"Effort" is measured in man-hours (or man-days, man-weeks, man-months, or even man-years). "Duration" is measured in hours, days, weeks, months, or years.
You start by estimating the effort required to complete the project. There are lots and lots of ways to estimate, some better than others, none perfect. (Strong hint: Linear estimators ("ten lines per man per day") do not scale up well.)
Once you have an effort estimate, you have to estimate the duration. This is closely related to constructing a draft (strawman) schedule, and inherently involves decisions on how many people you will put on the project. To a certain extent, headcount can be traded for schedule, but bear in mind that there is still a minimum duration for some things: it is just plain impossible, today, to make a baby in one month by putting nine women on the job. The better estimating methodologies will give you an "optimum" duration and headcount, given an effort estimate, and give you guidance on adjusting the effort estimate if you need a duration significantly longer or shorter than the optimum. (Generally, both cases yield higher efforts, and hence higher cost.)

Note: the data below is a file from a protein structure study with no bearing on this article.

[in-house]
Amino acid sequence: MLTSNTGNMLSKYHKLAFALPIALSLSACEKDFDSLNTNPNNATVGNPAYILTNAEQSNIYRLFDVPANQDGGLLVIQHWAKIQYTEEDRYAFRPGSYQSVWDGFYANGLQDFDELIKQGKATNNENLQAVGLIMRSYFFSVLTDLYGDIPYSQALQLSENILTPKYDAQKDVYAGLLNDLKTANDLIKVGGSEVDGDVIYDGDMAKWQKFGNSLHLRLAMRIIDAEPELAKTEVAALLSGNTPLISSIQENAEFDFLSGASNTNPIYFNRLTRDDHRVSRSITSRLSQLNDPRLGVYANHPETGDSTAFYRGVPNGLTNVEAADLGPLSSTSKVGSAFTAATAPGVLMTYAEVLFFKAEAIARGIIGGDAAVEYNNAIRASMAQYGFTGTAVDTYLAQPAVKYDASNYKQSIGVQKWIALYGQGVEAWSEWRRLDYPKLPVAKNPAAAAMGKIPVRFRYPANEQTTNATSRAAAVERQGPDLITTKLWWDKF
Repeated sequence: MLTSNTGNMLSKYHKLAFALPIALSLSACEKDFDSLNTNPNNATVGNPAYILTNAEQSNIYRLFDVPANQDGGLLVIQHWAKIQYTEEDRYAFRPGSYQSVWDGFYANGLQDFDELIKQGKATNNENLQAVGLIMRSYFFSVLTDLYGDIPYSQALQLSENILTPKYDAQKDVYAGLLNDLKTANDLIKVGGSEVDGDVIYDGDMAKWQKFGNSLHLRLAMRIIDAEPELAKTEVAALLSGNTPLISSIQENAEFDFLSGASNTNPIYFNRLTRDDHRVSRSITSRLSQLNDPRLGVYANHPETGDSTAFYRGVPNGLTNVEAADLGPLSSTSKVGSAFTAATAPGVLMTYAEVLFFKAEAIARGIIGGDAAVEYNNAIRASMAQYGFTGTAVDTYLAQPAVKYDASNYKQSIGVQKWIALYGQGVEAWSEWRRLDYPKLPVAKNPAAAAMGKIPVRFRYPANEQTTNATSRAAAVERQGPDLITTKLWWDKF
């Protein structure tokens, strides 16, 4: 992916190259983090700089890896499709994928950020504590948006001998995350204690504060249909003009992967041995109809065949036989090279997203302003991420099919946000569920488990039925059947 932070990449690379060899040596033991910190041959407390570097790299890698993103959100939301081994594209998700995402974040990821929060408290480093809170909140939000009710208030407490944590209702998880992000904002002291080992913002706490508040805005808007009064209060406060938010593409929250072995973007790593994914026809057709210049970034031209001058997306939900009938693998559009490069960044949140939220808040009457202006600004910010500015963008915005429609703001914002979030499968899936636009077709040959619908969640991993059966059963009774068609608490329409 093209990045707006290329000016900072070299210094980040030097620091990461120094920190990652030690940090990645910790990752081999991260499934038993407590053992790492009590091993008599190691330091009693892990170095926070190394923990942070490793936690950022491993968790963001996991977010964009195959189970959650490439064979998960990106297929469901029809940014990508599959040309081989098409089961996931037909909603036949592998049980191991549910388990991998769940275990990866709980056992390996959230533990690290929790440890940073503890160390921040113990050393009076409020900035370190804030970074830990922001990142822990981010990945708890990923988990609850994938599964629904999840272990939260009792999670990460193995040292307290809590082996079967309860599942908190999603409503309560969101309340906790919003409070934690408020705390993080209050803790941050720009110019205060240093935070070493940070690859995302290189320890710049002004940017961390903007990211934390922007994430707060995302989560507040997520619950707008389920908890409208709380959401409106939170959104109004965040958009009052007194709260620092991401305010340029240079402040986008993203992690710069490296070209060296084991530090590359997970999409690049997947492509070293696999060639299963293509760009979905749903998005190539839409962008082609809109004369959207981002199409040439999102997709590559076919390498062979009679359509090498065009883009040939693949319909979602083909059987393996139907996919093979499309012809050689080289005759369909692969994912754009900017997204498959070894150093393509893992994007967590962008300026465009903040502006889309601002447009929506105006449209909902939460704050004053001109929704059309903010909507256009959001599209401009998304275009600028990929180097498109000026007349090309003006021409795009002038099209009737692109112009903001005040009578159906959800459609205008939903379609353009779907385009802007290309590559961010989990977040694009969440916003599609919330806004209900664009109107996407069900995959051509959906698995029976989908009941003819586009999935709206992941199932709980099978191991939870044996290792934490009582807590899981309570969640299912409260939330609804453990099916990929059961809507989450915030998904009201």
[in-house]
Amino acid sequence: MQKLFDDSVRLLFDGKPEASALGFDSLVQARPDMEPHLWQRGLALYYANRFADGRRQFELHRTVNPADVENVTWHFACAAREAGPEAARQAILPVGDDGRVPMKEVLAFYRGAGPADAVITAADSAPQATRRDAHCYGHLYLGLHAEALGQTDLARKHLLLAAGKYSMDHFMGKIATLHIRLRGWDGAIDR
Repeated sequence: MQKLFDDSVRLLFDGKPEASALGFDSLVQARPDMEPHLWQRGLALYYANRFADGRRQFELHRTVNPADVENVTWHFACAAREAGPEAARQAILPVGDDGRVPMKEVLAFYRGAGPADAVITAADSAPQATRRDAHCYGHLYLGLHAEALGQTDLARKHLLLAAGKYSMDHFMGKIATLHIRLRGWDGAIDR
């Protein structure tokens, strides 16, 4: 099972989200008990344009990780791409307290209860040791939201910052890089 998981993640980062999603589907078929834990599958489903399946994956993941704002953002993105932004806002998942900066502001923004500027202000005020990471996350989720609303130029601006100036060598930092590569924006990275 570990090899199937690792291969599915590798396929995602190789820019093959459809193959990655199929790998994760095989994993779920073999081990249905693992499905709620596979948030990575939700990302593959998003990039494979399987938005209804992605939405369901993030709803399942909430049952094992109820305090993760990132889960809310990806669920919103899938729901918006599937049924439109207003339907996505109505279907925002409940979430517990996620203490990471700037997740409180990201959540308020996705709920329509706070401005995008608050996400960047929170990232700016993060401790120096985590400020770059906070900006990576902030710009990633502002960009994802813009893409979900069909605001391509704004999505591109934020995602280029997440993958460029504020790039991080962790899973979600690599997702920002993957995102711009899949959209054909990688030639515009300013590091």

For some duration estimates, you may have to take into account that you need specialists for some tasks, and they don't grow on trees. If you have three Kalman filters that have to be set up and tuned, and only one Kalman filter expert, you are not going to be able to do those three tasks in parallel.
Recommended reading: "Software Engineering Economics", by Barry Boehm, and "Controlling Software Projects", by Tom DeMarco. These are the bibles of software estimation. If you want to read other books, fine, but read these two FIRST.
One more thing: No matter what estimating methodology you use, even if it is "engineering judgment", recognize that you ignore the resulting estimate at your peril. LOTS of companies have learned this the hard way, and lots more will. Some have learned it many times over (or, more accurately, refused to learn it, many times over).